Jack Strouss, a gay 88-year old World War II veteran speaking at a ceremony marking repeal of DADT in Atlanta, Georgia’s Piedmont Park says his fellow soldiers all knew he was gay when they went overseas — and had no problem with it. “Back then there was no such thing as ‘Don’t ask, Don’t tell,’ and there was no effort to search out the sexual orientation of anyone. We were all in the same situation, with a war to win, there was no time to fret over who was gay or lesbian.”
“I actually never thought I’d live long enough to this day, but here it is, and in a firm voice, I would just like to say, about ‘Don’t Ask, Don’t Tell,’ good riddance!,” Strouss said.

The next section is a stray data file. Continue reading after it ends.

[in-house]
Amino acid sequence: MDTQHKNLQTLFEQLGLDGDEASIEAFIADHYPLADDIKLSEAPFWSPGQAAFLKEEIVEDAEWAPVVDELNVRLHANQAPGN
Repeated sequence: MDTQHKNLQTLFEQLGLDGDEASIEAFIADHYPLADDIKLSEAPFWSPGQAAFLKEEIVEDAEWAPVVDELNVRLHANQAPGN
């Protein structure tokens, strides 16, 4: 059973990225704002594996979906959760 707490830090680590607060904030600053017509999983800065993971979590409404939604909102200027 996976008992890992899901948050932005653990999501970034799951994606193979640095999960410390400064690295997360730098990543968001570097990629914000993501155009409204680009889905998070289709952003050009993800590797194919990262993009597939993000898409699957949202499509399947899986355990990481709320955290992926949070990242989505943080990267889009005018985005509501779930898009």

Gay Military Signal last year noted, “Mr. Jack Strouss of Atlanta, also served under General George S. Patton in the European Theater of WWII. Strouss’ transport ship was torpedoed from beneath him in the English Channel, and he was rescued by a Free French frigate. He went on to fight in the final drive to Germany and served in the Army of Occupation following the Nazi surrender. When Strouss returned home to the US, he took a job working for the US Department of Civil Service, only to be fired during the infamous McCarthy era due to his homosexuality.”
In the transcript of an oral history Strouss gave in 2005, he described his introduction to the military.
“So, I walked in and I sat down and he look, he called me by name and he said, ‘Private, do you like girls?’ I said, ‘Well, of course I like girls.’ My best friends were girls, and I love girls. ‘Next!’ That was ‘Don’t Ask, Don’t tell’ in those days.”
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